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Home » Education » Eight Catholic schools trial heating system that uses earth as a form of radiator and battery

Eight Catholic schools trial heating system that uses earth as a form of radiator and battery

Mt Maria College students study new energy plan

Ecological innovation: Mt Maria College principal Glenn McConville shows an energy report into his school’s new climate-controlled music and performing arts building. He’s accompanied by (from left) college stewardship captain Teresa Rampa Dowling, captain James Orman and BCE’s project consultant Rick Dalmau. Photo: Karl Brien

BRISBANE’S Mt Maria College is earning top marks when it comes to producing clean energy and taking on the ecological challenges of Pope Francis’ encyclical Laudato Si’.

It’s one of eight Brisbane Catholic Education pilot schools introducing a Living Laudato Si’ energy reduction and management plan and, in so doing, working towards big power savings and state-of-the-art clean energy solutions.

Mt Maria College’s new music and performing arts building is being used to trial ground-sourced heat exchange (GSHE) climate control – a form of heating, ventilating and air-conditioning that is twice as efficient as conventional air conditioning.

Compared to the savings in carbon dioxide emissions from coal-fired power plant, the GSHE system will save the equivalent each year of more than 72,000km driven in a passenger car.

“Effectively this system uses the earth as a ‘radiator’ and a kind of ‘battery’,” BCE building officer and project consultant Rick Dalmau said.

“On this building, GSHE loops take hot refrigerant down 80m into the ground where it is cooled to 24 degrees using the earth as a radiator.

“As necessary, when it uses the heating cycle, heat is gained back from the ground.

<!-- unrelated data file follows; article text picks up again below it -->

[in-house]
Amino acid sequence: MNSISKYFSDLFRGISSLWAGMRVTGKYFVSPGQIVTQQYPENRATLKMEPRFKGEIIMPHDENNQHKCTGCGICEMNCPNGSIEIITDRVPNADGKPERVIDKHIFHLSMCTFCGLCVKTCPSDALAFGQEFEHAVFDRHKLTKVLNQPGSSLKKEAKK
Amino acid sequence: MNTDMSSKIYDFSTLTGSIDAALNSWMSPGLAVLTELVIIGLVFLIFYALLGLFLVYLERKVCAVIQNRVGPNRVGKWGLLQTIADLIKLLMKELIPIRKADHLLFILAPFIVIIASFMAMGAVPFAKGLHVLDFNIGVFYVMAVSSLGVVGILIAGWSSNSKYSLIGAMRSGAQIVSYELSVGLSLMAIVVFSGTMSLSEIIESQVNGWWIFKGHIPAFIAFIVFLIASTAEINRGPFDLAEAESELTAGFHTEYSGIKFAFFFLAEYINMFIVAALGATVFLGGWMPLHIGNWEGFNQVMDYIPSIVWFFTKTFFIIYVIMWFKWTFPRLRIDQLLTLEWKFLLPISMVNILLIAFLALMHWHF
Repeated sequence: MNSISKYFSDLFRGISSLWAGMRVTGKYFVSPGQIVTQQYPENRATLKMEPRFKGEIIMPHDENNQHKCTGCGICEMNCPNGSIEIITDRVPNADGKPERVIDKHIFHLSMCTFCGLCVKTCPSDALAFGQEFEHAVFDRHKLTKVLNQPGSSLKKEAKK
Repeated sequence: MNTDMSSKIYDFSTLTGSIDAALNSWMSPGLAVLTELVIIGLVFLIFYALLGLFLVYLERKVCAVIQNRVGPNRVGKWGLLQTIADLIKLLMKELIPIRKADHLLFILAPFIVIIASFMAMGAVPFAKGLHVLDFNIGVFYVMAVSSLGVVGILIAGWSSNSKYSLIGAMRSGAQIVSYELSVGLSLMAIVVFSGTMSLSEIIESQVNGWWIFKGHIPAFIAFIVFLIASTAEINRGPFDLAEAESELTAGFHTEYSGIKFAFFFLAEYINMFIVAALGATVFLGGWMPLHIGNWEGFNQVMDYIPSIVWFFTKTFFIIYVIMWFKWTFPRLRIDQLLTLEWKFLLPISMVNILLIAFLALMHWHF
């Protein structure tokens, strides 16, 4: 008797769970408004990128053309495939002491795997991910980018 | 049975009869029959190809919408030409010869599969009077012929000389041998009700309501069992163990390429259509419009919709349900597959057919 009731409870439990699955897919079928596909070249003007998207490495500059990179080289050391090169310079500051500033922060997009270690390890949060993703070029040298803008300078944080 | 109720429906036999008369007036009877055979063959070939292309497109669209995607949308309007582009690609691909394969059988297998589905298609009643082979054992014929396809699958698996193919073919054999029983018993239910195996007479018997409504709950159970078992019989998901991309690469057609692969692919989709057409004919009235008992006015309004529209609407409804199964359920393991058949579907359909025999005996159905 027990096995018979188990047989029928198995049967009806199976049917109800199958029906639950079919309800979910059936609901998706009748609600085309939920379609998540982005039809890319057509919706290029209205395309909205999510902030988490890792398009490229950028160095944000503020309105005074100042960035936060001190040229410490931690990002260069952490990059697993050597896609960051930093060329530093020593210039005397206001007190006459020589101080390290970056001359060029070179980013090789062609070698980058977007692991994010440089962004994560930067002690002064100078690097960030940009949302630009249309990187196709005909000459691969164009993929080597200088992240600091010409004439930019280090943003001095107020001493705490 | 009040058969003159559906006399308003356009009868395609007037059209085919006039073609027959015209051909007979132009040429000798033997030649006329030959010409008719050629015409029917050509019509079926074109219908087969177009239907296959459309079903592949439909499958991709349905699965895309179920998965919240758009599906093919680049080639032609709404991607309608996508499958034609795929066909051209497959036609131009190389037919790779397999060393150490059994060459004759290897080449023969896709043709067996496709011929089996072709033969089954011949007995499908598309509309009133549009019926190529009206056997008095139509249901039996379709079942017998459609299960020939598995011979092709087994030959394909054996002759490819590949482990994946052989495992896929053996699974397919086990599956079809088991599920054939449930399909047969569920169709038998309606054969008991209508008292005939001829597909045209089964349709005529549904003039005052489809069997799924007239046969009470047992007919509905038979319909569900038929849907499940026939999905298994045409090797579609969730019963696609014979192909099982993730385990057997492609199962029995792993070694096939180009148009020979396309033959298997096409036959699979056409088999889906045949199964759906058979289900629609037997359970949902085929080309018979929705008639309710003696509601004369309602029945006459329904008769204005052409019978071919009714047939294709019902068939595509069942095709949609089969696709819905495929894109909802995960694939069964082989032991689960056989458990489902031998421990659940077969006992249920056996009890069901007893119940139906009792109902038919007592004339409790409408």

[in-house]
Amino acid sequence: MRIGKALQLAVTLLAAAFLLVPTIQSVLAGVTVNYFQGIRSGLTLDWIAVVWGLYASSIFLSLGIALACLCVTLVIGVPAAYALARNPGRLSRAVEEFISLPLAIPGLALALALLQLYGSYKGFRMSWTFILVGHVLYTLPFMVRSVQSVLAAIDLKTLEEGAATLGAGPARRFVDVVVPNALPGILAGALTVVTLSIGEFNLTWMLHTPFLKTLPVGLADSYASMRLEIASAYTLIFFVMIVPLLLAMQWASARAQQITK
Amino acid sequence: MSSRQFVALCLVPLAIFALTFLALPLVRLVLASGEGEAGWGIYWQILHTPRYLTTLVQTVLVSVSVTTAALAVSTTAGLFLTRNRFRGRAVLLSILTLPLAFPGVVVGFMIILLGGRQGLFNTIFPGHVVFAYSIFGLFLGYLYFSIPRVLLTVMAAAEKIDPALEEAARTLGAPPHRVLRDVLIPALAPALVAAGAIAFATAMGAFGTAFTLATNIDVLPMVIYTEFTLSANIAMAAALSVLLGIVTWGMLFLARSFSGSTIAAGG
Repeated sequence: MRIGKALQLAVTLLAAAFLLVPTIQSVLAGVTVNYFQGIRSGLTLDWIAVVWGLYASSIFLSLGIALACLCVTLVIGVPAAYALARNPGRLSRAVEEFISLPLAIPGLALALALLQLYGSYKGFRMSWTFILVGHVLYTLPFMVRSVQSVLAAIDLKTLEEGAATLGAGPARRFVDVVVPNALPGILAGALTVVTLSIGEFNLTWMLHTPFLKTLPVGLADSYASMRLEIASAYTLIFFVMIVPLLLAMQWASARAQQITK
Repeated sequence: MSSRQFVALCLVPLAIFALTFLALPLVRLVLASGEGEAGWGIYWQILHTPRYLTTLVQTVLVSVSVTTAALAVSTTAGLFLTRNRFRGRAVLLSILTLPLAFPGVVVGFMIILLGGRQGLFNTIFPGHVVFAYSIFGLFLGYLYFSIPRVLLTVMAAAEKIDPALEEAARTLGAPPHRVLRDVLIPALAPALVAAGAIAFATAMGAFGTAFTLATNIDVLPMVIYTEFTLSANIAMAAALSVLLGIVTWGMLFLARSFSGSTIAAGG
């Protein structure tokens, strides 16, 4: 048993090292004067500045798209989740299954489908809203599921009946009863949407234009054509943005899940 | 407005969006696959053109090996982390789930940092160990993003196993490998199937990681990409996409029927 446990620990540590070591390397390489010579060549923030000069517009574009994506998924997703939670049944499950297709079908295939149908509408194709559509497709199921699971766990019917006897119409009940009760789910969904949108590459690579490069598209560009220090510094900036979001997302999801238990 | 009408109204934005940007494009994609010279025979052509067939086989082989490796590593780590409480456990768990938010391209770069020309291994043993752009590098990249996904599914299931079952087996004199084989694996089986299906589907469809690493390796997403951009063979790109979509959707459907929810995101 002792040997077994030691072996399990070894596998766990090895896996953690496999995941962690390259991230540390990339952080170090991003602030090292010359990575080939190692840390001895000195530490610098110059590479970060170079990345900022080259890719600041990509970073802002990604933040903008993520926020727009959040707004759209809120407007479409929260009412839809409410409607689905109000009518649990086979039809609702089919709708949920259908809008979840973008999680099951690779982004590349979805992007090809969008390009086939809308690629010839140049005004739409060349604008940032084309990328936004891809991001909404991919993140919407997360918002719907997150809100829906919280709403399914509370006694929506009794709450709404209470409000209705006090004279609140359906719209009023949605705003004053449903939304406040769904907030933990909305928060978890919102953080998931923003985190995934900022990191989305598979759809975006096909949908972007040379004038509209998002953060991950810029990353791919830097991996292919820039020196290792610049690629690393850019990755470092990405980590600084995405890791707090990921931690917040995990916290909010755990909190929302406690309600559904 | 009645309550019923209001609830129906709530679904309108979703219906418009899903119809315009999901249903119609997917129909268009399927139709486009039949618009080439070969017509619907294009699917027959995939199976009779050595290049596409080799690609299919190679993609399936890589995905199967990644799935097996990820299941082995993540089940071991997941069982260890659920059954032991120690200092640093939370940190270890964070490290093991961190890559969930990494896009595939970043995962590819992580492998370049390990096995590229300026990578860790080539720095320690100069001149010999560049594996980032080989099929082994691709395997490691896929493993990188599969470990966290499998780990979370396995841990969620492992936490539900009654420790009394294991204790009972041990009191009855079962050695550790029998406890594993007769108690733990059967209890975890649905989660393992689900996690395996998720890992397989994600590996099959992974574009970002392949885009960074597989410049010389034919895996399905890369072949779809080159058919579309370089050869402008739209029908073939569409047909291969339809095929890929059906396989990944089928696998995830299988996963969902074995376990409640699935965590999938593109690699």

“This type of ground-tempered heating and cooling is common in the Northern hemisphere and is becoming more popular in Australia.”

In addition, students at Mt Maria have an active college environmental committee – even looking to provide their own innovative solutions to the global issue of climate change.

Recently senior students James Orman and Alec Parkes travelled to New York to take part in the final of the Spellman High Voltage Clean Tech Competition – an international research and design challenge for 15-18-year-old pre-university students.

The Mt Maria pair presented a solution model for climate change that was placed fourth out of more than 600 entries.

“Mt Maria College is taking the challenges and guidelines of the Pope’s encyclical Laudato Si’ seriously and practically,” school business manager Tamara Crosby said.

“The college wants to evolve to taking a holistic (ecological) Laudato Si’-inspired approach to carbon emissions, bio and e-waste collection at the school and transport.

“This will be ongoing and take a conversion of heart.”

Mr Damau also complimented Mt Maria College for replacing bamboo growing in the school grounds with native plants, and gradually eliminating other exotic trees including slash pine and camphor laurel.

The college, close to the Kedron Brook catchment, has followed a landscape architect’s masterplan by planting native species donated by Save Our Waterways Now (SOWN).

Written by: Mark Bowling
Catholic Church Insurance

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